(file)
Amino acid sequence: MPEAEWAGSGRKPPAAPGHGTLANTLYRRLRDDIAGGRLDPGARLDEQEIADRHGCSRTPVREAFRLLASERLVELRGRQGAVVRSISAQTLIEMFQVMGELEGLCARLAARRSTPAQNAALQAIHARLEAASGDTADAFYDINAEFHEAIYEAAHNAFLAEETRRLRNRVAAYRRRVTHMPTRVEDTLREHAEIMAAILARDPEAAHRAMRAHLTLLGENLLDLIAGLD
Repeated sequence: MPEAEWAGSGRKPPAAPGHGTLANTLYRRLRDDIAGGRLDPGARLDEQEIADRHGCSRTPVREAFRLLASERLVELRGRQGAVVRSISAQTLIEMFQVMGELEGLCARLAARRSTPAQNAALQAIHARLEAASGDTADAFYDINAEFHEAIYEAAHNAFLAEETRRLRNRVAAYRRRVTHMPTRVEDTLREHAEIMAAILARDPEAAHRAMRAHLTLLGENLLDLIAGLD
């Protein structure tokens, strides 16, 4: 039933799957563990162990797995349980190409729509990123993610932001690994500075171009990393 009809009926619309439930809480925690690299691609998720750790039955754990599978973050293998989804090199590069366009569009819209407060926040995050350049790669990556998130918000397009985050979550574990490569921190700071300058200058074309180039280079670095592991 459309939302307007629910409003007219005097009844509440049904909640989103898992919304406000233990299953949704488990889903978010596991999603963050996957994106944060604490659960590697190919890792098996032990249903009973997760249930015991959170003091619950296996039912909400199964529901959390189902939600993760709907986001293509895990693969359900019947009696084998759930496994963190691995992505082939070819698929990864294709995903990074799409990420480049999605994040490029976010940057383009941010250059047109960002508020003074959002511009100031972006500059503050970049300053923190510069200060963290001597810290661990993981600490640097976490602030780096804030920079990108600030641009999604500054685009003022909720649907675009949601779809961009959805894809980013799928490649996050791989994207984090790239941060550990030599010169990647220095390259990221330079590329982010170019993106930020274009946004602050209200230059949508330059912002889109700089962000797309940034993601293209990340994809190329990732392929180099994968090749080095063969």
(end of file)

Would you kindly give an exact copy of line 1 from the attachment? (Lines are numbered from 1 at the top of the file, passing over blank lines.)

Amino acid sequence: MPEAEWAGSGRKPPAAPGHGTLANTLYRRLRDDIAGGRLDPGARLDEQEIADRHGCSRTPVREAFRLLASERLVELRGRQGAVVRSISAQTLIEMFQVMGELEGLCARLAARRSTPAQNAALQAIHARLEAASGDTADAFYDINAEFHEAIYEAAHNAFLAEETRRLRNRVAAYRRRVTHMPTRVEDTLREHAEIMAAILARDPEAAHRAMRAHLTLLGENLLDLIAGLD